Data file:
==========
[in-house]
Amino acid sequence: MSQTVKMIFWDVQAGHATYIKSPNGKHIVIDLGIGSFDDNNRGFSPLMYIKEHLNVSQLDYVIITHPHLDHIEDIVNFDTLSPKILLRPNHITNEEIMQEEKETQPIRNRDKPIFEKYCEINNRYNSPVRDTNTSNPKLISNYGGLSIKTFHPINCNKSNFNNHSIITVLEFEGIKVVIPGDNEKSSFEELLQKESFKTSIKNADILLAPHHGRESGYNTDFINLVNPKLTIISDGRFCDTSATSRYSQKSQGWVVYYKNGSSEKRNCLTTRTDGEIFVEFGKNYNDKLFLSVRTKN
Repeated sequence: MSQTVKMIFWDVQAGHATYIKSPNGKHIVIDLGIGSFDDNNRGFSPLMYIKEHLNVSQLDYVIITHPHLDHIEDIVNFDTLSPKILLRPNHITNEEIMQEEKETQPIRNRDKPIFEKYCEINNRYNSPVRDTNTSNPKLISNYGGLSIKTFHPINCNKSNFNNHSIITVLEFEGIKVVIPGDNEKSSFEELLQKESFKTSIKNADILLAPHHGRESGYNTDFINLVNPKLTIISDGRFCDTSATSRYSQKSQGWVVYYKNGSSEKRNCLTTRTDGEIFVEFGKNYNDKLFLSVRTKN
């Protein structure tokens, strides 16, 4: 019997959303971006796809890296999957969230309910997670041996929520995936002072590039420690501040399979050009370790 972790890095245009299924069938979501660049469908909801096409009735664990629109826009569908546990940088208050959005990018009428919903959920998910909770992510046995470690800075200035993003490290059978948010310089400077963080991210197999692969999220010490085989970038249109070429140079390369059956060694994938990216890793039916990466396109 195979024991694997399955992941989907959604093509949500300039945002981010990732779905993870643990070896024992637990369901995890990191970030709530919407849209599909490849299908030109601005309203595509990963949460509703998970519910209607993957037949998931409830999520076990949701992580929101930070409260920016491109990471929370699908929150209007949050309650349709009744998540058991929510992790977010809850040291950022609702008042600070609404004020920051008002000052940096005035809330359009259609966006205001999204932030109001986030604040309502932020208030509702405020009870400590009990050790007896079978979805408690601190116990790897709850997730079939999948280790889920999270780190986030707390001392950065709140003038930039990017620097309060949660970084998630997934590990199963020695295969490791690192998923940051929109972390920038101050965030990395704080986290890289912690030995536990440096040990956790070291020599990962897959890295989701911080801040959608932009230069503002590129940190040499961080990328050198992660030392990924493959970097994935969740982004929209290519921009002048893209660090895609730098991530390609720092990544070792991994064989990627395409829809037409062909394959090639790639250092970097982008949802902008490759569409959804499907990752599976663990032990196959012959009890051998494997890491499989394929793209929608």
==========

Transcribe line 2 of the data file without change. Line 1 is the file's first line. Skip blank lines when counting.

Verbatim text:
Amino acid sequence: MSQTVKMIFWDVQAGHATYIKSPNGKHIVIDLGIGSFDDNNRGFSPLMYIKEHLNVSQLDYVIITHPHLDHIEDIVNFDTLSPKILLRPNHITNEEIMQEEKETQPIRNRDKPIFEKYCEINNRYNSPVRDTNTSNPKLISNYGGLSIKTFHPINCNKSNFNNHSIITVLEFEGIKVVIPGDNEKSSFEELLQKESFKTSIKNADILLAPHHGRESGYNTDFINLVNPKLTIISDGRFCDTSATSRYSQKSQGWVVYYKNGSSEKRNCLTTRTDGEIFVEFGKNYNDKLFLSVRTKN